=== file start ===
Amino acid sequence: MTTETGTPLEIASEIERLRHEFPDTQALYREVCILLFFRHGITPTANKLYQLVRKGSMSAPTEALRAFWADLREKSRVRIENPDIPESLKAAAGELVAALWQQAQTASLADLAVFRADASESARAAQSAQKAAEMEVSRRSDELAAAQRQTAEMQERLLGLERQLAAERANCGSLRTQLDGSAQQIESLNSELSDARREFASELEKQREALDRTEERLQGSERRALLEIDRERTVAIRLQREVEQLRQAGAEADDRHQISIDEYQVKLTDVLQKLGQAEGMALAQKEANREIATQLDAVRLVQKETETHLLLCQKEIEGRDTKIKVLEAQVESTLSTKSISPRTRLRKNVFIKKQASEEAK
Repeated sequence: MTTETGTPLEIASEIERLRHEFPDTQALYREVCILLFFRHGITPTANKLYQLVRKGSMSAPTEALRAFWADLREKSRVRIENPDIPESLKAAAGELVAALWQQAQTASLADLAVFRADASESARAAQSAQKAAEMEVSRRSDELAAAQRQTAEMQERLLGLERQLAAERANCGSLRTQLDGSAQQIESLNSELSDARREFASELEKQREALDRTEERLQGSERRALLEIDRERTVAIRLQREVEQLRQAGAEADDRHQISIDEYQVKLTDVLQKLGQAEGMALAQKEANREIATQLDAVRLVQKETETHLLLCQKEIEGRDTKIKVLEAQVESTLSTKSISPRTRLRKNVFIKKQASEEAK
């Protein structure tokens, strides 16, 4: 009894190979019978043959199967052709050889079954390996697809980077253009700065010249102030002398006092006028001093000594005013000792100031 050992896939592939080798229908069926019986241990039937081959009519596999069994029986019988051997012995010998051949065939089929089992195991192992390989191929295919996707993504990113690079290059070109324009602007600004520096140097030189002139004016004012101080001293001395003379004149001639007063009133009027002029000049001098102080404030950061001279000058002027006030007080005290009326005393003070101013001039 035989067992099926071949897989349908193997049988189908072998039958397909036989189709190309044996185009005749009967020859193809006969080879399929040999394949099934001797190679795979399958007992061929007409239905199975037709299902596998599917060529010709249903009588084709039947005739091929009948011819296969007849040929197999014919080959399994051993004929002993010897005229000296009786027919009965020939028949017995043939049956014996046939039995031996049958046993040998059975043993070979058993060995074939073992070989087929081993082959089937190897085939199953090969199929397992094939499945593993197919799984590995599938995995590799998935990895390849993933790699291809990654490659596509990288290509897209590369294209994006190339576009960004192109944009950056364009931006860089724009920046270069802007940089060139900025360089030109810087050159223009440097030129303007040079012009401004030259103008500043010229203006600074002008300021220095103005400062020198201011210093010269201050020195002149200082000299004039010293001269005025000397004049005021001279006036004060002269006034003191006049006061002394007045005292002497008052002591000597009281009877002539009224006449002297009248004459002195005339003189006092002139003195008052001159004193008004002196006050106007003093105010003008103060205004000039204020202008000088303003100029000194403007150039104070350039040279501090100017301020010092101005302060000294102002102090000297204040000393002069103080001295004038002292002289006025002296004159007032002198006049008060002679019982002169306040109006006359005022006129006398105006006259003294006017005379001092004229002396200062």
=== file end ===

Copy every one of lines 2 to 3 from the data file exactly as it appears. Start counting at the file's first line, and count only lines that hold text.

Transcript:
Repeated sequence: MTTETGTPLEIASEIERLRHEFPDTQALYREVCILLFFRHGITPTANKLYQLVRKGSMSAPTEALRAFWADLREKSRVRIENPDIPESLKAAAGELVAALWQQAQTASLADLAVFRADASESARAAQSAQKAAEMEVSRRSDELAAAQRQTAEMQERLLGLERQLAAERANCGSLRTQLDGSAQQIESLNSELSDARREFASELEKQREALDRTEERLQGSERRALLEIDRERTVAIRLQREVEQLRQAGAEADDRHQISIDEYQVKLTDVLQKLGQAEGMALAQKEANREIATQLDAVRLVQKETETHLLLCQKEIEGRDTKIKVLEAQVESTLSTKSISPRTRLRKNVFIKKQASEEAK
């Protein structure tokens, strides 16, 4: 009894190979019978043959199967052709050889079954390996697809980077253009700065010249102030002398006092006028001093000594005013000792100031 050992896939592939080798229908069926019986241990039937081959009519596999069994029986019988051997012995010998051949065939089929089992195991192992390989191929295919996707993504990113690079290059070109324009602007600004520096140097030189002139004016004012101080001293001395003379004149001639007063009133009027002029000049001098102080404030950061001279000058002027006030007080005290009326005393003070101013001039 035989067992099926071949897989349908193997049988189908072998039958397909036989189709190309044996185009005749009967020859193809006969080879399929040999394949099934001797190679795979399958007992061929007409239905199975037709299902596998599917060529010709249903009588084709039947005739091929009948011819296969007849040929197999014919080959399994051993004929002993010897005229000296009786027919009965020939028949017995043939049956014996046939039995031996049958046993040998059975043993070979058993060995074939073992070989087929081993082959089937190897085939199953090969199929397992094939499945593993197919799984590995599938995995590799998935990895390849993933790699291809990654490659596509990288290509897209590369294209994006190339576009960004192109944009950056364009931006860089724009920046270069802007940089060139900025360089030109810087050159223009440097030129303007040079012009401004030259103008500043010229203006600074002008300021220095103005400062020198201011210093010269201050020195002149200082000299004039010293001269005025000397004049005021001279006036004060002269006034003191006049006061002394007045005292002497008052002591000597009281009877002539009224006449002297009248004459002195005339003189006092002139003195008052001159004193008004002196006050106007003093105010003008103060205004000039204020202008000088303003100029000194403007150039104070350039040279501090100017301020010092101005302060000294102002102090000297204040000393002069103080001295004038002292002289006025002296004159007032002198006049008060002679019982002169306040109006006359005022006129006398105006006259003294006017005379001092004229002396200062």